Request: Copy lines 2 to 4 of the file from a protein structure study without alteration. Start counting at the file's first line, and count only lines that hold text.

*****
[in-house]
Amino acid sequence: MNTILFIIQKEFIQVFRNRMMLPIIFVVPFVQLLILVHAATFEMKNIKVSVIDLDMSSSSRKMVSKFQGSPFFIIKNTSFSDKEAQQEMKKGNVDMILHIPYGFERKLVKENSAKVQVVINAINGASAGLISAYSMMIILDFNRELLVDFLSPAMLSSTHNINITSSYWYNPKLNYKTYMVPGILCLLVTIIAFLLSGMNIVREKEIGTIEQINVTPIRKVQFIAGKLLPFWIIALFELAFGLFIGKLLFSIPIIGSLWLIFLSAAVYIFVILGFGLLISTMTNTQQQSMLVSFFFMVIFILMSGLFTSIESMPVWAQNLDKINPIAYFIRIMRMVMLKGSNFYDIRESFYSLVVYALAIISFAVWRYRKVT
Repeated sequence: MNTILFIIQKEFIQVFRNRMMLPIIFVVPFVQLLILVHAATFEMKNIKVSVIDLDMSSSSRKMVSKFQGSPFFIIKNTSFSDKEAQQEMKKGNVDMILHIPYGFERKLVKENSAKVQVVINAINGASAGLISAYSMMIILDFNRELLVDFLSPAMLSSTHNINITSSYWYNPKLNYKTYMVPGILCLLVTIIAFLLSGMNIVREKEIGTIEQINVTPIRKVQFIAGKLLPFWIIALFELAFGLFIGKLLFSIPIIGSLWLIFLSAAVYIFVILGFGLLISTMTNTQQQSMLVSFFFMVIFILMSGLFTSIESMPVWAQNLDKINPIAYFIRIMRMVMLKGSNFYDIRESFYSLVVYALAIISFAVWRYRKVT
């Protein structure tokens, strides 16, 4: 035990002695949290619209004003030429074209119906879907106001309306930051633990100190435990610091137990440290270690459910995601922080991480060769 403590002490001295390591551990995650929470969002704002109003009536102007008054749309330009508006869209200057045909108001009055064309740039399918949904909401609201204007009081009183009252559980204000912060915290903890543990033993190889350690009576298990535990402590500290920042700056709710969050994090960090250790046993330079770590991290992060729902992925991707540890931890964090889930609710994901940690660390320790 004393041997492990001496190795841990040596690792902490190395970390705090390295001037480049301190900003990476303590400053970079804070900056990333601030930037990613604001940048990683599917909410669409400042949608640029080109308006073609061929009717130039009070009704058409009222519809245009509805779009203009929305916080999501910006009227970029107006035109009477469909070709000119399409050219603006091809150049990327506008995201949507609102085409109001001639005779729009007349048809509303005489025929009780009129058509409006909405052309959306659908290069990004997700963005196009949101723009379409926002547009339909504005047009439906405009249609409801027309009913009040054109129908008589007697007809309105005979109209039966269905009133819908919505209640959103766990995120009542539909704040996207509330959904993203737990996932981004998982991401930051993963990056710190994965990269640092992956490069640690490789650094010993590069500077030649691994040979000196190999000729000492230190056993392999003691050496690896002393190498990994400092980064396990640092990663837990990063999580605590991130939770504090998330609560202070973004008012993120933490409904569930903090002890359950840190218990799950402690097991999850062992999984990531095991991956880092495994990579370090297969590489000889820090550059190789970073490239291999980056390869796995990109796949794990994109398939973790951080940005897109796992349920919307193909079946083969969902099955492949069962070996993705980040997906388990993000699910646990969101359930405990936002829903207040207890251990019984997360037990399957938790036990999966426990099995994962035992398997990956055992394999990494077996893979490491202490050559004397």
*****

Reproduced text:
Amino acid sequence: MNTILFIIQKEFIQVFRNRMMLPIIFVVPFVQLLILVHAATFEMKNIKVSVIDLDMSSSSRKMVSKFQGSPFFIIKNTSFSDKEAQQEMKKGNVDMILHIPYGFERKLVKENSAKVQVVINAINGASAGLISAYSMMIILDFNRELLVDFLSPAMLSSTHNINITSSYWYNPKLNYKTYMVPGILCLLVTIIAFLLSGMNIVREKEIGTIEQINVTPIRKVQFIAGKLLPFWIIALFELAFGLFIGKLLFSIPIIGSLWLIFLSAAVYIFVILGFGLLISTMTNTQQQSMLVSFFFMVIFILMSGLFTSIESMPVWAQNLDKINPIAYFIRIMRMVMLKGSNFYDIRESFYSLVVYALAIISFAVWRYRKVT
Repeated sequence: MNTILFIIQKEFIQVFRNRMMLPIIFVVPFVQLLILVHAATFEMKNIKVSVIDLDMSSSSRKMVSKFQGSPFFIIKNTSFSDKEAQQEMKKGNVDMILHIPYGFERKLVKENSAKVQVVINAINGASAGLISAYSMMIILDFNRELLVDFLSPAMLSSTHNINITSSYWYNPKLNYKTYMVPGILCLLVTIIAFLLSGMNIVREKEIGTIEQINVTPIRKVQFIAGKLLPFWIIALFELAFGLFIGKLLFSIPIIGSLWLIFLSAAVYIFVILGFGLLISTMTNTQQQSMLVSFFFMVIFILMSGLFTSIESMPVWAQNLDKINPIAYFIRIMRMVMLKGSNFYDIRESFYSLVVYALAIISFAVWRYRKVT
């Protein structure tokens, strides 16, 4: 035990002695949290619209004003030429074209119906879907106001309306930051633990100190435990610091137990440290270690459910995601922080991480060769 403590002490001295390591551990995650929470969002704002109003009536102007008054749309330009508006869209200057045909108001009055064309740039399918949904909401609201204007009081009183009252559980204000912060915290903890543990033993190889350690009576298990535990402590500290920042700056709710969050994090960090250790046993330079770590991290992060729902992925991707540890931890964090889930609710994901940690660390320790 004393041997492990001496190795841990040596690792902490190395970390705090390295001037480049301190900003990476303590400053970079804070900056990333601030930037990613604001940048990683599917909410669409400042949608640029080109308006073609061929009717130039009070009704058409009222519809245009509805779009203009929305916080999501910006009227970029107006035109009477469909070709000119399409050219603006091809150049990327506008995201949507609102085409109001001639005779729009007349048809509303005489025929009780009129058509409006909405052309959306659908290069990004997700963005196009949101723009379409926002547009339909504005047009439906405009249609409801027309009913009040054109129908008589007697007809309105005979109209039966269905009133819908919505209640959103766990995120009542539909704040996207509330959904993203737990996932981004998982991401930051993963990056710190994965990269640092992956490069640690490789650094010993590069500077030649691994040979000196190999000729000492230190056993392999003691050496690896002393190498990994400092980064396990640092990663837990990063999580605590991130939770504090998330609560202070973004008012993120933490409904569930903090002890359950840190218990799950402690097991999850062992999984990531095991991956880092495994990579370090297969590489000889820090550059190789970073490239291999980056390869796995990109796949794990994109398939973790951080940005897109796992349920919307193909079946083969969902099955492949069962070996993705980040997906388990993000699910646990969101359930405990936002829903207040207890251990019984997360037990399957938790036990999966426990099995994962035992398997990956055992394999990494077996893979490491202490050559004397």